Wednesday, February 22, 2017
My Account  | Login
Nashua-BoireFieldAirport;37.0;;2017-02-22 01:22:48
  • Staff file photo
    St. Joseph Hospital in Nashua.
  • The emergency room and ambulance bays at Southern New Hampshire Medical Center were revamped in 2005. Staff photo by Bob Hammerstrom
Thursday, September 8, 2011

State’s response to hospitals’ suit due soon

CONCORD – The parties on both sides of a federal lawsuit over state funding of hospitals hope to have their first court clash early next month, according to documents filed in federal court.

Ten hospitals, including Southern New Hampshire Medical Center and St. Joseph Hospital in Nashua, filed suit in U.S. District Court in Concord early this summer, claiming the Legislature’s plan to cut so-called “disproportionate share” program payments to hospitals is illegal because it makes non-Medicaid use of Medicaid money.

In court documents posted online, the hospitals and state Department of Health and Human Services Commissioner Nicholas Toumpas agreed that Toumpas will file his reply to the suit on Sept. 23.

Both sides also asked the court to schedule a hearing on the hospitals’ request for a preliminary injunction for Oct. 5, according to the documents.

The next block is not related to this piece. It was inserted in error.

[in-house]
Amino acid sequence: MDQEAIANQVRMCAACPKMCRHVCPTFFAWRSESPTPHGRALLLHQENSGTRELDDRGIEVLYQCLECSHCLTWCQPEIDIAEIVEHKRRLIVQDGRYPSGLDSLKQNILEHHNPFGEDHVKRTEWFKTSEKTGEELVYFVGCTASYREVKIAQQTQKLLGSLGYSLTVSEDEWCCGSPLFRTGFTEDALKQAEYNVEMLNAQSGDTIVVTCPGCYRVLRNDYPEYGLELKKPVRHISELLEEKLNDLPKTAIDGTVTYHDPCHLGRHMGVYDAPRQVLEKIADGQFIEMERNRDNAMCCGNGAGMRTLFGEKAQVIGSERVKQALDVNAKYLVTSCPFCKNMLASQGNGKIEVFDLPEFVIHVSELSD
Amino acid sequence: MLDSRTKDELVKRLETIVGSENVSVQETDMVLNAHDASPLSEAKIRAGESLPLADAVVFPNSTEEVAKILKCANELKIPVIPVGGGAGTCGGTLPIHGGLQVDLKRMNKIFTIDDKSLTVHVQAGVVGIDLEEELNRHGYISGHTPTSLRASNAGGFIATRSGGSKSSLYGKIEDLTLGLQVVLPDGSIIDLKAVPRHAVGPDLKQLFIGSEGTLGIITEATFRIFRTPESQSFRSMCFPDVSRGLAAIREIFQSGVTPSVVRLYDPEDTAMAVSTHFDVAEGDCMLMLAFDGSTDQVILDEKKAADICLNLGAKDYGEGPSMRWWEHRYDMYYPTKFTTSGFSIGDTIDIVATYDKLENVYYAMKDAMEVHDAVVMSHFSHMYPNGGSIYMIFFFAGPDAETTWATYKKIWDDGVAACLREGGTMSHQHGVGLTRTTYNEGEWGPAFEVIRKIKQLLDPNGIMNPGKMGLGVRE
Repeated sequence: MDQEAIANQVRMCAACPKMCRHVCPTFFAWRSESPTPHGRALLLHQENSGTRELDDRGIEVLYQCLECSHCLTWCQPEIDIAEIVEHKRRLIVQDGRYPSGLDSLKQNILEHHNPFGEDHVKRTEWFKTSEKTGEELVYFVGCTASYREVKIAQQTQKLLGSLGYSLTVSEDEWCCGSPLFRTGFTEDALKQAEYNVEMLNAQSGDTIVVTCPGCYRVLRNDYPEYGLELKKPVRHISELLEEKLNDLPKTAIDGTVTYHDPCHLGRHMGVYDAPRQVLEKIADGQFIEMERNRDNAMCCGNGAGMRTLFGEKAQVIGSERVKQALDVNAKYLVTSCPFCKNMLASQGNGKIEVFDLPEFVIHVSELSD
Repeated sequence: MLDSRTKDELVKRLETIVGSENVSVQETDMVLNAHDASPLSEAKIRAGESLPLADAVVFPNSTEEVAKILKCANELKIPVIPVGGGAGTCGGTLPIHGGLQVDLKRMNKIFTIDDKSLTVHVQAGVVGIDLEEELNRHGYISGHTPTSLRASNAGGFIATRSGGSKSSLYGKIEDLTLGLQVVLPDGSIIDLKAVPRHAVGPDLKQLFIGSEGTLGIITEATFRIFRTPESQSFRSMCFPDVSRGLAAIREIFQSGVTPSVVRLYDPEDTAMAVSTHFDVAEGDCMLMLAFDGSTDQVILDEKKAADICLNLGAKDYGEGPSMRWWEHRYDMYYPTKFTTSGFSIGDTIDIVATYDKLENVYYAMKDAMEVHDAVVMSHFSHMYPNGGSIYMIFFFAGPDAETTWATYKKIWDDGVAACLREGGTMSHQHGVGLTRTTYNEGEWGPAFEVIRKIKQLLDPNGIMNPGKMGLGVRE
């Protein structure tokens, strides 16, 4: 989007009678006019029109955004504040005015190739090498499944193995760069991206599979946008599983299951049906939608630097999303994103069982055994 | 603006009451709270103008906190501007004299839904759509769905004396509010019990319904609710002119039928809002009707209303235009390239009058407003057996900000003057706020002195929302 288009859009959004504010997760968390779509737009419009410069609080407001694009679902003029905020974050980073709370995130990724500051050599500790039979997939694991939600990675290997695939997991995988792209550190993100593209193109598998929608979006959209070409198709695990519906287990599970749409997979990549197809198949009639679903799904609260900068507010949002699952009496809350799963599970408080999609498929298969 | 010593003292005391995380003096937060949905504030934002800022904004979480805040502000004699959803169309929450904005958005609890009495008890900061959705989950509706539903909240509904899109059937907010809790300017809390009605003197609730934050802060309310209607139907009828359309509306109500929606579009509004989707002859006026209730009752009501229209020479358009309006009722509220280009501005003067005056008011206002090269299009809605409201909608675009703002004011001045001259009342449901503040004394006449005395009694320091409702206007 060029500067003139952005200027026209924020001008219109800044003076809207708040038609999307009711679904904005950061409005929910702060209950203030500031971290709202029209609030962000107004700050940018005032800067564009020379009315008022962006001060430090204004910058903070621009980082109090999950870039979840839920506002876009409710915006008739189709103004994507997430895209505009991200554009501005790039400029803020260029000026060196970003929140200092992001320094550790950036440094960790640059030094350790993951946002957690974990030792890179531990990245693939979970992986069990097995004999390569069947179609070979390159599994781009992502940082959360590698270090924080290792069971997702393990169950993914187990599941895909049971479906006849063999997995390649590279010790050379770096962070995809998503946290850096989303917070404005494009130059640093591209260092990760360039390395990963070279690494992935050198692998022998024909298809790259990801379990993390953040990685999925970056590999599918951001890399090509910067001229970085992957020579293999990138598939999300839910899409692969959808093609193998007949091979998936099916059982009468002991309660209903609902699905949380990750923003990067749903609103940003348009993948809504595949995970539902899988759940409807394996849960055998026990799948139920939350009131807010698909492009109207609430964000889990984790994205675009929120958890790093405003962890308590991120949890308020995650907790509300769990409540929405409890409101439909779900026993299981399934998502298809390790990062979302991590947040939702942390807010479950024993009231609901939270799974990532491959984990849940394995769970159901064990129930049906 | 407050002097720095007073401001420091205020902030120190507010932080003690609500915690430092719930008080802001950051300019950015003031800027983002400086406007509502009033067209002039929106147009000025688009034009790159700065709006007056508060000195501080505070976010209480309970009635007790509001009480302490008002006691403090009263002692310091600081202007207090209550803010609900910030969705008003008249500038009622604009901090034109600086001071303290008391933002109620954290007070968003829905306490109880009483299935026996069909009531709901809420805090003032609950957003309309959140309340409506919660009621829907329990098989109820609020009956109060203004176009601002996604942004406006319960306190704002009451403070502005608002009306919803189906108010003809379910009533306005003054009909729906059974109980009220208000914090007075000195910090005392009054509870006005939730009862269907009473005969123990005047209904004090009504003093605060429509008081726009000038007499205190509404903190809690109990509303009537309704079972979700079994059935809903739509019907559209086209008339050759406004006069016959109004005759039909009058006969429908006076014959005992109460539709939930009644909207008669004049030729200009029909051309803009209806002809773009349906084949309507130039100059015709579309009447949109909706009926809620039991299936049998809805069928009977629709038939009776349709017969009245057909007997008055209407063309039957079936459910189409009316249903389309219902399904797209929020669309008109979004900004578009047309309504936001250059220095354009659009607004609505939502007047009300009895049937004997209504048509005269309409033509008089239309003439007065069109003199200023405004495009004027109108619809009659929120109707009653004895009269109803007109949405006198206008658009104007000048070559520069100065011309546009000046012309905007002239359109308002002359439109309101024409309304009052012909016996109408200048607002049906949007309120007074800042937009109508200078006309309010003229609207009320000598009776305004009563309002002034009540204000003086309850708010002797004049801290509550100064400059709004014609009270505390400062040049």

Toumpas is being represented by state attorney general’s office lawyers Suzanne Gorman and Laura Lombardi, according to court documents.

The disproportionate share payments are part of a 2-decade-old program under which the state reimbursed hospitals for a 5.5 percent Medicaid Enhancement Tax, also called the bed tax.

Those tax payments were made to the state so the federal government would pay a one-to-one match to the state. Once that federal match was received, the state reimbursed hospitals via the disproportionate share payments.

This year, to help make up an $800 million budget shortfall, the Legislature decided to collect the bed tax and get the federal matching payments, but not reimburse hospitals.

Many other cuts to state and local agencies and programs were part of that plan.

The numbers involved are huge: Hospitals will lose about $230 million over the two-year budget. The cuts have triggered significant layoffs at local hospitals, among others around the state.

Several hospitals statewide, including Nashua’s two hospitals, have laid off hundreds of employees and cut a series of departments and programs. SNHMC and St. Joseph each have to come up with about $10 million this year because of the cuts, according to hospital officials.

Joseph G. Cote can be reached at 594-6415 or Also, check Cote out on Twitter (@Telegraph_JoeC).